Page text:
The change over a period of almost six months from an outgoing, vital individual to an inward, starved for attention, needy person was gist for a lengthy academic shrink paper, for which I have neither the background nor the time to write. It was simply amazing. Before she left, as I felt my mental health was being compromised, she was an entirely different person than the one I had known for over 30 years.

    The good thing, is I learned that the low touch of human contact is vital. She was email computer savvy, and wrote both snail mail missives as well as email. They did not provide the depth of human contact needed for mental health. AS we age, it is essential that we make the effort to get out and talk face to face over that cup of tea.

  2. Wow, boggart, what a cautionary tale! And what a sad way to lose a dear friend.

    Something of the sort happened to my mother, I'm sorry to say, after she fell at her senior residence. She didn't break anything, but she wrenched her thigh badly and had to use a wheelchair for awhile, and by the time she could walk again she had lost the confidence that made her reach out, go on trips, and participate - she had been the treasurer of the residents' association. It was all downhill from there.

    This issue is one of the reasons I took 6 months to decide to retire, and what I would do after I retired. In the last 8 years I spent a total of about 6 months, in two lumps, where I was recovering from knee surgery and couldn't get out much. I didn't watch television because I DON'T watch television, but I was glad to get back to work both times; and I knew that I wouldn't be happy just sitting at home. It still bothers me that there are days when I'm working on computer problems and I don't get out of the house - I have to remind myself, you can always take a walk. But I definitely feel I'm not getting enough face time. I just haven't decided what to do about it yet.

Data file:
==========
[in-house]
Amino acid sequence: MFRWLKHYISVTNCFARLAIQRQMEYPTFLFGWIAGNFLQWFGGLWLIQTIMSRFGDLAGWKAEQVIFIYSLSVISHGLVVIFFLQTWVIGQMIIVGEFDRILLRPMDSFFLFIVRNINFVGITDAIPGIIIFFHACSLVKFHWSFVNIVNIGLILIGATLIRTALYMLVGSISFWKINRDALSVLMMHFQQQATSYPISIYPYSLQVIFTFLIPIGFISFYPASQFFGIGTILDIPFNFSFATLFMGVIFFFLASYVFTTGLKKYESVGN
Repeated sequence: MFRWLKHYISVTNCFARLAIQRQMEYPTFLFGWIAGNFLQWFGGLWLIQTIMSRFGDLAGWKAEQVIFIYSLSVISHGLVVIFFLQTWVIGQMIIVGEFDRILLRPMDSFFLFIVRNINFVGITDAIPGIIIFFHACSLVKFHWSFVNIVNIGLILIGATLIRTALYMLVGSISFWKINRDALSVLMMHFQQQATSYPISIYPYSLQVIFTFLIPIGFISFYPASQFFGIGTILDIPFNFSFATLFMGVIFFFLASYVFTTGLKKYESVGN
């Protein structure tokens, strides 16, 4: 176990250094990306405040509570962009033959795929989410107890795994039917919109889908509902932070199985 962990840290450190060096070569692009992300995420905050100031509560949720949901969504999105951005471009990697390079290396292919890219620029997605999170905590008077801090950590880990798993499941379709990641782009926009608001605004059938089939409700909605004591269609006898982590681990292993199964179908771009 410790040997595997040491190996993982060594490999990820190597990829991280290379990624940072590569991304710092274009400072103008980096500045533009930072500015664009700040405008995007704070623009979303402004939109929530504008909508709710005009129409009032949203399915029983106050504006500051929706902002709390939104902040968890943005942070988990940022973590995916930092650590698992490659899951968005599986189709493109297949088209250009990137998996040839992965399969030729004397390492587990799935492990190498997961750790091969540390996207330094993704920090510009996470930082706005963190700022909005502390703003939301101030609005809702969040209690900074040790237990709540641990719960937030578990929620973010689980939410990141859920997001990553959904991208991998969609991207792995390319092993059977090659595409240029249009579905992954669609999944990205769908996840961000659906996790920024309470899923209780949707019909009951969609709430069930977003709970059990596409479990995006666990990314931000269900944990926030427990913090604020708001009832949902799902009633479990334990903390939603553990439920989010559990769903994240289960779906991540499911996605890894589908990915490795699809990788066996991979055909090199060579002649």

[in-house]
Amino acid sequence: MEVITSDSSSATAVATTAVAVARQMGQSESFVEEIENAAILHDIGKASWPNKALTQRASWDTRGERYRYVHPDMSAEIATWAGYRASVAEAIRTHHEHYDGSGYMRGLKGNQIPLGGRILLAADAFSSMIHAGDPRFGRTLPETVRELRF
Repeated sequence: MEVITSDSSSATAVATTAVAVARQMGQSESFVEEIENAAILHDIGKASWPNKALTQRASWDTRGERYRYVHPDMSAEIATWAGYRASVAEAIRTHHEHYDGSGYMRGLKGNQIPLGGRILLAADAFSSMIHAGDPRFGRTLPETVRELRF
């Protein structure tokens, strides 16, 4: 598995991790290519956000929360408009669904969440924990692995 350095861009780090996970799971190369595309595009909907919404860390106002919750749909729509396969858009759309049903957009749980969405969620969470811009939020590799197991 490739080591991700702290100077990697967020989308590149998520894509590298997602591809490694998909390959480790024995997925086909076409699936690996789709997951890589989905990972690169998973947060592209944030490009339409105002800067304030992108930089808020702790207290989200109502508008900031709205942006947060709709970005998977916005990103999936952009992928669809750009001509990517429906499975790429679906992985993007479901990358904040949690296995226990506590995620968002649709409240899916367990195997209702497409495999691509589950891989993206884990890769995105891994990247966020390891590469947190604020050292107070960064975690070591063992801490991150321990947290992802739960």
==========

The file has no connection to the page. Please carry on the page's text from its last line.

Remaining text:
3. I can't imagine retirement. I tell people these days I'm retired, but that's a lie. There are so many things I've wanted to do in my life, and I've done quite a few of them, but I'd need to live to be 120 to feel anything like satisfied.

    Books to read. Photographs to take. Fish to catch. Food and spirits to taste. Girls to watch. Exotic places to visit. Poems to write. Blogs to compose. People to meet. Stocks to trade. Cars to drive. Gardens to plant. Music to hear, and to compose.

    My god! Retirement? No way!!!!!